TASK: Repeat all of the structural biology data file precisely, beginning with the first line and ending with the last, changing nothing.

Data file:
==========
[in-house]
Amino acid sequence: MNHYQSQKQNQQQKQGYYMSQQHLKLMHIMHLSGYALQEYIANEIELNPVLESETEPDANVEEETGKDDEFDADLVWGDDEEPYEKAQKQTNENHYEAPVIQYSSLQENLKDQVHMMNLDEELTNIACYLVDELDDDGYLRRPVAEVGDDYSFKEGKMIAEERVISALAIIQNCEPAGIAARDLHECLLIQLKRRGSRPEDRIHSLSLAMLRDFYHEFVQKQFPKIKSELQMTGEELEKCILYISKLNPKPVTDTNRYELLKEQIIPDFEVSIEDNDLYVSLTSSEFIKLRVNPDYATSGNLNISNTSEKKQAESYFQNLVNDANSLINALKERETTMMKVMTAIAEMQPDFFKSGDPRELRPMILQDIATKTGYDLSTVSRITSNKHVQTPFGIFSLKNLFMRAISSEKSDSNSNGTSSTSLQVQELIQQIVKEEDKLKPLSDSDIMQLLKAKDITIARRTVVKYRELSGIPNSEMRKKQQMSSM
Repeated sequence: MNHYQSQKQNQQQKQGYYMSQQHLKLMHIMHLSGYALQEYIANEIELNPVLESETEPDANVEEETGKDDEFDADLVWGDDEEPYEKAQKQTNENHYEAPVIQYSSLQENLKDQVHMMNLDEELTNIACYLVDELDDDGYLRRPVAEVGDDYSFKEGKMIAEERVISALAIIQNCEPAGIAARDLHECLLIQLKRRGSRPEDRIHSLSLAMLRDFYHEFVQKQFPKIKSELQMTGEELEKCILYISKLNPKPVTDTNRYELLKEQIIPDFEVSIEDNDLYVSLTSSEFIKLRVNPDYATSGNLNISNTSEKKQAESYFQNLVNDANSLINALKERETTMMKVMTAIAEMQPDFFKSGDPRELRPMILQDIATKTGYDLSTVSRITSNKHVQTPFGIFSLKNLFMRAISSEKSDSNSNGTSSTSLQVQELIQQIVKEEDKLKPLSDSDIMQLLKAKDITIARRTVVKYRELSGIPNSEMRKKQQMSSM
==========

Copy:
[in-house]
Amino acid sequence: MNHYQSQKQNQQQKQGYYMSQQHLKLMHIMHLSGYALQEYIANEIELNPVLESETEPDANVEEETGKDDEFDADLVWGDDEEPYEKAQKQTNENHYEAPVIQYSSLQENLKDQVHMMNLDEELTNIACYLVDELDDDGYLRRPVAEVGDDYSFKEGKMIAEERVISALAIIQNCEPAGIAARDLHECLLIQLKRRGSRPEDRIHSLSLAMLRDFYHEFVQKQFPKIKSELQMTGEELEKCILYISKLNPKPVTDTNRYELLKEQIIPDFEVSIEDNDLYVSLTSSEFIKLRVNPDYATSGNLNISNTSEKKQAESYFQNLVNDANSLINALKERETTMMKVMTAIAEMQPDFFKSGDPRELRPMILQDIATKTGYDLSTVSRITSNKHVQTPFGIFSLKNLFMRAISSEKSDSNSNGTSSTSLQVQELIQQIVKEEDKLKPLSDSDIMQLLKAKDITIARRTVVKYRELSGIPNSEMRKKQQMSSM
Repeated sequence: MNHYQSQKQNQQQKQGYYMSQQHLKLMHIMHLSGYALQEYIANEIELNPVLESETEPDANVEEETGKDDEFDADLVWGDDEEPYEKAQKQTNENHYEAPVIQYSSLQENLKDQVHMMNLDEELTNIACYLVDELDDDGYLRRPVAEVGDDYSFKEGKMIAEERVISALAIIQNCEPAGIAARDLHECLLIQLKRRGSRPEDRIHSLSLAMLRDFYHEFVQKQFPKIKSELQMTGEELEKCILYISKLNPKPVTDTNRYELLKEQIIPDFEVSIEDNDLYVSLTSSEFIKLRVNPDYATSGNLNISNTSEKKQAESYFQNLVNDANSLINALKERETTMMKVMTAIAEMQPDFFKSGDPRELRPMILQDIATKTGYDLSTVSRITSNKHVQTPFGIFSLKNLFMRAISSEKSDSNSNGTSSTSLQVQELIQQIVKEEDKLKPLSDSDIMQLLKAKDITIARRTVVKYRELSGIPNSEMRKKQQMSSM